Over the last few days, I’ve been reminded of two historic journeys. This September marks the 400th anniversary of the Mayflower setting sail from Plymouth taking 102 passengers to America to start a new life. On Monday, Israel’s airline El Al made its first-ever flight from Tel Aviv to Abu Dhabi in the United Arab Emirates, which is seen as the beginning of a thawing of relations between the two countries.
Earlier this month my daughter celebrated her first wedding anniversary – how time flies it really a year ago we were stressing about dresses, flowers, marquees, and my father-of-the-bride speech? Thankfully, all went well, and here we are a year later with my only concern being what to get my daughter and son-in-law for an anniversary present.
At once Jesus realised that power had gone out from him. He turned round in the crowd and asked, ‘Who touched my clothes?’ (Matthew 5:30 NIVUK)
The daughter of Jairus, the ruler of the synagogue, was at the point of death, and Jesus was heading to heal her. On the way, a woman who had suffered some kind of menstrual problem for twelve years reaches out to him. This woman would have been considered far less important than Jairus’ daughter and her situation far less urgent and yet Jesus stopped for her. This woman didn’t just need healing, she needed words of comfort, acceptance, and restoration – all of which would take time. So, Jesus stops and gives her his full attention.
Then [the criminal] said, ‘Jesus, remember me when you come into your kingdom.’
Jesus answered him, ‘Truly I tell you, today you will be with me in paradise.’ (Luke 23:42–43 NIVUK)
This criminal had reached the end of the line. He had been caught; justice had been metred out. There would be no last-minute reprieve. There was no hope of freedom. All he faced now was an agonising death by crucifixion. With all the thoughts and pain swirling around his head he still had the presence of mind to realise that the person being crucified next to him was no criminal at all. Seemingly, he was an innocent victim of a miscarriage of justice. And so, mustering up perhaps the last bit of energy he had left in his pain-stricken body, he asks for mercy and seeks hope for the future.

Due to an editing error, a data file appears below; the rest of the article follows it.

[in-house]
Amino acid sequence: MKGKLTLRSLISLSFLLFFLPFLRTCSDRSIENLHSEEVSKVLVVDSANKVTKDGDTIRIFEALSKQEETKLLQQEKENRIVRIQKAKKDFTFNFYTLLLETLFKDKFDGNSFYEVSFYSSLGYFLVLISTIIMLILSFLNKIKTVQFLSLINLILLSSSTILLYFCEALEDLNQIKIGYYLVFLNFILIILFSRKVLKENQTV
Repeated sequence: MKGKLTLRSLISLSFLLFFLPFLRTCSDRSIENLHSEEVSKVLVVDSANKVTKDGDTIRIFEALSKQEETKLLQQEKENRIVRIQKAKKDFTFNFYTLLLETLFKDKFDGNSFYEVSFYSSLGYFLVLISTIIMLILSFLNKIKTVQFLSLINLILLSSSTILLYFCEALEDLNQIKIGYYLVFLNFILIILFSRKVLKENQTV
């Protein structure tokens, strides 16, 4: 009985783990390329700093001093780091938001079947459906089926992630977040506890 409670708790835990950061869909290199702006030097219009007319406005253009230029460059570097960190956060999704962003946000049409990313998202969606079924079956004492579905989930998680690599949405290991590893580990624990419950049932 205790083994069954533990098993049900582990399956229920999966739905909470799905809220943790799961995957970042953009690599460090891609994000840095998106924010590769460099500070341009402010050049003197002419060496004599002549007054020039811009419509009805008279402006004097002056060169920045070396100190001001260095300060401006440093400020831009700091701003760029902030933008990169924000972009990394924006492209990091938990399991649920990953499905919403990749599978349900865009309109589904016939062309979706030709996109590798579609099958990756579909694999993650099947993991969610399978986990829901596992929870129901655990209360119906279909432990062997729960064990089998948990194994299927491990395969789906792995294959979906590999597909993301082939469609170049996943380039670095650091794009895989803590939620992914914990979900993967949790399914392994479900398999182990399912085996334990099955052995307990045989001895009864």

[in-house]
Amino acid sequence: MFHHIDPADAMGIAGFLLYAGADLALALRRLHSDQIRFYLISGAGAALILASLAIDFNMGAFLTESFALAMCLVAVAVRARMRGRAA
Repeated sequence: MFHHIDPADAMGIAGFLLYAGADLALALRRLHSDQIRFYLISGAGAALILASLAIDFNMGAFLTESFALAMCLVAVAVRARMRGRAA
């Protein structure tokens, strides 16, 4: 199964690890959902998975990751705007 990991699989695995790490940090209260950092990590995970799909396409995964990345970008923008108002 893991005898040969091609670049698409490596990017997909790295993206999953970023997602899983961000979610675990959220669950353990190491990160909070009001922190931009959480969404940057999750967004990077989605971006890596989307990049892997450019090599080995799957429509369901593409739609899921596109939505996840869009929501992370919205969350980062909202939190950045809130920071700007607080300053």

‘It was the best of times, it was the worst of times…it was the season of light, it was the season of darkness, it was the spring of hope, it was the winter of despair,’
So go the opening lines of A Tale of Two Cities by Charles Dickens. This week I read the story of two churches. The first is a church in Staffordshire that has not been used as a place of worship for over 20 years and was found to have 400 cannabis plants growing inside. The second is a Greek Orthodox church that was destroyed by the 9/11 attack but is being rebuilt and will open on the 20th anniversary of that horrific day.
In times gone by when I heard the term ‘The Mask,’ my mind immediately thought of Jim Carry’s film of the same name. Carry plays a hapless bank clerk who finds a magical green mask that transforms him into a mischievous troublemaker with superpowers. More recently, ‘the mask’ has taken on an entirely different meaning as should I venture out on public transport or into my local supermarket my first thought is ‘have I got the mask with me?’
‘Come, all you who are thirsty, come to the waters; and you who have no money, come, buy and eat! Come, buy wine and milk without money and without cost.’ (Isaiah 55:1 NIVUK)